Washington, DC, and its environs may be known for prestige and politics, but these are among my least favorite aspects of this region I call home.
What is the best aspect?
The trails frame the region’s abundant natural beauty. They flow through the traffic-clogged landscape, offering a secret source of strength and tranquility for anyone to discover.
The mighty Potomac river with its whitewater and rocky cliffs at Great Falls is flanked by one of America’s best dirt trails (the 184.5-mile C&O Canal Trail).
The C&O Canal Trail offers a superior walking, running, or biking experience. You can also fish in the canal or the Potomac. Parts can be crowded, such as the area around the Great Falls Overlook, but for the most part its a simple rustic wonderland. The views are excellent. You’ll also find 19th century ruins along the path.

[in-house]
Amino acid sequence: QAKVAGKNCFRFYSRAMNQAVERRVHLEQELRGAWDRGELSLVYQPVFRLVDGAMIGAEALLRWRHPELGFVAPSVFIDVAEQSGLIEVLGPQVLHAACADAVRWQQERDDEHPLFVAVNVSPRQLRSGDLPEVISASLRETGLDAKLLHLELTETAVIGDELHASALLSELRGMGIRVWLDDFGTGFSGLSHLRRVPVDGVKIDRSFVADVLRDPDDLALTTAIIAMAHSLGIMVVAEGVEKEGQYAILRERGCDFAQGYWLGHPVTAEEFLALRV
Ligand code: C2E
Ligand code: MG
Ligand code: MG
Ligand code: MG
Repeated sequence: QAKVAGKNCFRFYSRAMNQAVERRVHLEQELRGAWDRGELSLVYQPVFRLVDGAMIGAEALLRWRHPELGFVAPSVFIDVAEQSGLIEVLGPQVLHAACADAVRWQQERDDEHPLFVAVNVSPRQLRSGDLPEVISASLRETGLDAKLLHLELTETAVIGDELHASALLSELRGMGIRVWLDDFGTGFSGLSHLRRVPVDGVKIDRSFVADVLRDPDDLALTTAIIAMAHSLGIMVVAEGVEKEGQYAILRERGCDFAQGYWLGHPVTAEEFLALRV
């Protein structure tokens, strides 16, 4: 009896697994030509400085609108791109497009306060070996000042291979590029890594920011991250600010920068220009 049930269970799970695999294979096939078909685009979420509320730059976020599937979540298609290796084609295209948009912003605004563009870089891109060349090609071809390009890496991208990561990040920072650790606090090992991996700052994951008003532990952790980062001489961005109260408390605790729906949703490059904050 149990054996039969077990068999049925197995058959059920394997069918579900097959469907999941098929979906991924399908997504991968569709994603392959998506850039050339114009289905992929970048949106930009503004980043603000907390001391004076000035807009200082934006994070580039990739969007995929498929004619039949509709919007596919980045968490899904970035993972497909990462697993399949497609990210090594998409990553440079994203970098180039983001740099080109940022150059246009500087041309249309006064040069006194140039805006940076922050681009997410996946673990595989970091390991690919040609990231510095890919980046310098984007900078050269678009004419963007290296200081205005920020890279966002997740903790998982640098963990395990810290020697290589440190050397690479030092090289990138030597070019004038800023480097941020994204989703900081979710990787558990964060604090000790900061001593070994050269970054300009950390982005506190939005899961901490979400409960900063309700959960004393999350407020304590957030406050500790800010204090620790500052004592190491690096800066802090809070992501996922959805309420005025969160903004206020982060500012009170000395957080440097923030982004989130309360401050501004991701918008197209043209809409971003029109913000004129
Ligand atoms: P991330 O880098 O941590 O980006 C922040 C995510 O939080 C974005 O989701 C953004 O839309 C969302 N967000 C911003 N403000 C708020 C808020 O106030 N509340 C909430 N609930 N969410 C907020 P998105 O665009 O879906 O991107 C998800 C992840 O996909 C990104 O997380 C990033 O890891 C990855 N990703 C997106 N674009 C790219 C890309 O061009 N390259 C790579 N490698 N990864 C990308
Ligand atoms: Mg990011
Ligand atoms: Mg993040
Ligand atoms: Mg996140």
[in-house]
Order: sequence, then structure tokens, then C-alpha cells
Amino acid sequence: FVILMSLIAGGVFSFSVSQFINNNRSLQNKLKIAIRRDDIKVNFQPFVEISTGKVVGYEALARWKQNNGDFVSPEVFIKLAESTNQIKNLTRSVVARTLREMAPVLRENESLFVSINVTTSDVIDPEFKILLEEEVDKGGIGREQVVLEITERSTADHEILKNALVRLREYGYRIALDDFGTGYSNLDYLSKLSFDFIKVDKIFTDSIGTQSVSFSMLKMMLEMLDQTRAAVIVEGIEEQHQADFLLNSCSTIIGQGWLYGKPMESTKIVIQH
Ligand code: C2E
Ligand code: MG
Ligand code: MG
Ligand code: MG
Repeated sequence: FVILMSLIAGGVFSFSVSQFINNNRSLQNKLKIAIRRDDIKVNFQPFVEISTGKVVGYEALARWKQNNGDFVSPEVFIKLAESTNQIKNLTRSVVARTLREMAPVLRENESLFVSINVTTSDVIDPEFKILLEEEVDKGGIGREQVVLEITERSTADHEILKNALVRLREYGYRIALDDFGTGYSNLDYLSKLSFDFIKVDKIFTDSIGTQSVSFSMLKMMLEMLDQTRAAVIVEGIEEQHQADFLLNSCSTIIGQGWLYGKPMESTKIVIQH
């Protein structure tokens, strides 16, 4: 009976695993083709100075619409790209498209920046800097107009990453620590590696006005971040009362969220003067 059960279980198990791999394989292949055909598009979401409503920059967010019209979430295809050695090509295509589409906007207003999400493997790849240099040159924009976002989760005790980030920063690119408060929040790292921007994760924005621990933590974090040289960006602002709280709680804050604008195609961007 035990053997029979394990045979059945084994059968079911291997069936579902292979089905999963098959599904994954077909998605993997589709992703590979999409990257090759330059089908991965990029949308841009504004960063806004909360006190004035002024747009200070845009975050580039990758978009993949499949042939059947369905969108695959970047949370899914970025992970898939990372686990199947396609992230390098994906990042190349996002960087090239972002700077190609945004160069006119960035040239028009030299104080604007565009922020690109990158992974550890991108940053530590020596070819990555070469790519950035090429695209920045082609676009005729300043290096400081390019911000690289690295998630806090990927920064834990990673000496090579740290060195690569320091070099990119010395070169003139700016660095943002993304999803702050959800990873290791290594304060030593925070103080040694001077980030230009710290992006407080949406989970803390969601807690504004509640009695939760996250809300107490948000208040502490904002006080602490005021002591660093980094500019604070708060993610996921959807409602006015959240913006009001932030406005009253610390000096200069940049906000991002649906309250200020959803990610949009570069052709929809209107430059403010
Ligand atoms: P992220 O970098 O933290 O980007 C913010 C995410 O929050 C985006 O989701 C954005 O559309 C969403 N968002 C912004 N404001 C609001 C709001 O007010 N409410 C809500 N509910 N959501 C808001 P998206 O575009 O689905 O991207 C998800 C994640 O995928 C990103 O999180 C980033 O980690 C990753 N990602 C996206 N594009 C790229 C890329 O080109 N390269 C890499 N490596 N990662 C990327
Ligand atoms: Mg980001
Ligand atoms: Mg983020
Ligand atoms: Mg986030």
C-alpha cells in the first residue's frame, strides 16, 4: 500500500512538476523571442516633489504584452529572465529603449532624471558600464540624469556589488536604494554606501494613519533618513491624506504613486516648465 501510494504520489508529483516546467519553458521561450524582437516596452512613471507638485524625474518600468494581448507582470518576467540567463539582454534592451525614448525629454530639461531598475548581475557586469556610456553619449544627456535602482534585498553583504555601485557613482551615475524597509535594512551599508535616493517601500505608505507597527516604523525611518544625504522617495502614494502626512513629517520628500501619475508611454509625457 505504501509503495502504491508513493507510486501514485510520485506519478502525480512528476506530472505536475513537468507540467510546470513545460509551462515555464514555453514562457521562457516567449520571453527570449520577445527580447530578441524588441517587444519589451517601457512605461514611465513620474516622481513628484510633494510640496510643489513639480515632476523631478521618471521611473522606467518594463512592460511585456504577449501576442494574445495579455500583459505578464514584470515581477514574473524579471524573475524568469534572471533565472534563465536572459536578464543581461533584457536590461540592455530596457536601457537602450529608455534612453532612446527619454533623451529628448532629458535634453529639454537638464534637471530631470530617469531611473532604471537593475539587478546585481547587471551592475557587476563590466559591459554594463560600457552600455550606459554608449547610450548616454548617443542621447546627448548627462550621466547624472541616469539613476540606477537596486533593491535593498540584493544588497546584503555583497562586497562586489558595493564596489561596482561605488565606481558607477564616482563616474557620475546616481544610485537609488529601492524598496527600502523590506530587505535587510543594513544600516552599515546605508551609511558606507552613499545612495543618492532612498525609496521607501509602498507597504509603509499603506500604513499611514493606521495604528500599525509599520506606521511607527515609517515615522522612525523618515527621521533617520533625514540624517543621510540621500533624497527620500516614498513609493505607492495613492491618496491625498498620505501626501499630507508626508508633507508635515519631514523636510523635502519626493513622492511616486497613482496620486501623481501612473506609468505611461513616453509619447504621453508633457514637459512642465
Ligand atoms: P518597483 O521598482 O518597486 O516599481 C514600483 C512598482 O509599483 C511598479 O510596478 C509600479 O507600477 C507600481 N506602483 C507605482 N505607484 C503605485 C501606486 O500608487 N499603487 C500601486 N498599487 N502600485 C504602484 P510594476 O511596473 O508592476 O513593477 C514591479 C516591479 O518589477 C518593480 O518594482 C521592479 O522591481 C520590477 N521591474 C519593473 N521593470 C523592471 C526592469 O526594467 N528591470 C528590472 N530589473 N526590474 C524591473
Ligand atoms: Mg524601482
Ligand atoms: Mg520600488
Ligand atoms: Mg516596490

This trail alone is consolation enough for the Beltway and Congress.
Want to take in the city’s architectural splendor from afar, check out the Mount Vernon Trail that stretches between the Key Bridge (across the Potomac River from Georgetown) and Alexandria, Va. This is a great way to see the Tidal Basin and the city’s low-profile skyline from the riverside trail.
Another gem is the Rock Creek Trail, which descends to Georgetown through Rock Creek Park from Lake Needwood near where I live in Rockville.
These are just three (admittedly my top three) in a region stacked with gems. Other favorites include the W&OD Trail and the Sligo Creek Trail. A bit north of the city is the epic Seneca Creek Greenway Trail, which is long enough for a trail ultra-marathon. These trails are likely a big reason why the DC often tops lists for America’s fittest city (this year it gave up the #1 spot to the Twin Cities, another place with awesome trails).
But you don’t need to be an endurance athlete to appreciate the DC area’s secret strength. As Lao Tzu may once have said: a journey of 10,000 miles begins with a single step.